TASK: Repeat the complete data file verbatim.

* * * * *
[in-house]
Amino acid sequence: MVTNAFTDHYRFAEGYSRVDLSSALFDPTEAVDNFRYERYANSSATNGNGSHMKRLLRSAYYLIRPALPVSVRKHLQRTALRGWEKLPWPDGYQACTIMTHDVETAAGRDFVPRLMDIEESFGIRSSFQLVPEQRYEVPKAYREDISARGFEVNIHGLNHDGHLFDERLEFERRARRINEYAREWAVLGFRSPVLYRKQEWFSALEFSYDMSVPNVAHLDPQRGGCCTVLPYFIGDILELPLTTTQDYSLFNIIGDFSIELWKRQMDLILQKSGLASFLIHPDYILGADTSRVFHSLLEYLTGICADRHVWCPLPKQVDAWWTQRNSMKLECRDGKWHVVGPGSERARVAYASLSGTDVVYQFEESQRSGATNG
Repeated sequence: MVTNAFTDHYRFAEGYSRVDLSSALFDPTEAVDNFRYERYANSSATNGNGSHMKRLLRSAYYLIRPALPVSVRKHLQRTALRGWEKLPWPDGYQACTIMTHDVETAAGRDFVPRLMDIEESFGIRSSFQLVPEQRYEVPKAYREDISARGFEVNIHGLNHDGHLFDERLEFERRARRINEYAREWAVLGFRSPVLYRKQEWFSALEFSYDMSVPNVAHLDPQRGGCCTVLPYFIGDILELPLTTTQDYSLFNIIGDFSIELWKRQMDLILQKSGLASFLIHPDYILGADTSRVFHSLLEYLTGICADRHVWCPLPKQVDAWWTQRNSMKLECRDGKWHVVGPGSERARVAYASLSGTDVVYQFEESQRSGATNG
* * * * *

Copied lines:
[in-house]
Amino acid sequence: MVTNAFTDHYRFAEGYSRVDLSSALFDPTEAVDNFRYERYANSSATNGNGSHMKRLLRSAYYLIRPALPVSVRKHLQRTALRGWEKLPWPDGYQACTIMTHDVETAAGRDFVPRLMDIEESFGIRSSFQLVPEQRYEVPKAYREDISARGFEVNIHGLNHDGHLFDERLEFERRARRINEYAREWAVLGFRSPVLYRKQEWFSALEFSYDMSVPNVAHLDPQRGGCCTVLPYFIGDILELPLTTTQDYSLFNIIGDFSIELWKRQMDLILQKSGLASFLIHPDYILGADTSRVFHSLLEYLTGICADRHVWCPLPKQVDAWWTQRNSMKLECRDGKWHVVGPGSERARVAYASLSGTDVVYQFEESQRSGATNG
Repeated sequence: MVTNAFTDHYRFAEGYSRVDLSSALFDPTEAVDNFRYERYANSSATNGNGSHMKRLLRSAYYLIRPALPVSVRKHLQRTALRGWEKLPWPDGYQACTIMTHDVETAAGRDFVPRLMDIEESFGIRSSFQLVPEQRYEVPKAYREDISARGFEVNIHGLNHDGHLFDERLEFERRARRINEYAREWAVLGFRSPVLYRKQEWFSALEFSYDMSVPNVAHLDPQRGGCCTVLPYFIGDILELPLTTTQDYSLFNIIGDFSIELWKRQMDLILQKSGLASFLIHPDYILGADTSRVFHSLLEYLTGICADRHVWCPLPKQVDAWWTQRNSMKLECRDGKWHVVGPGSERARVAYASLSGTDVVYQFEESQRSGATNG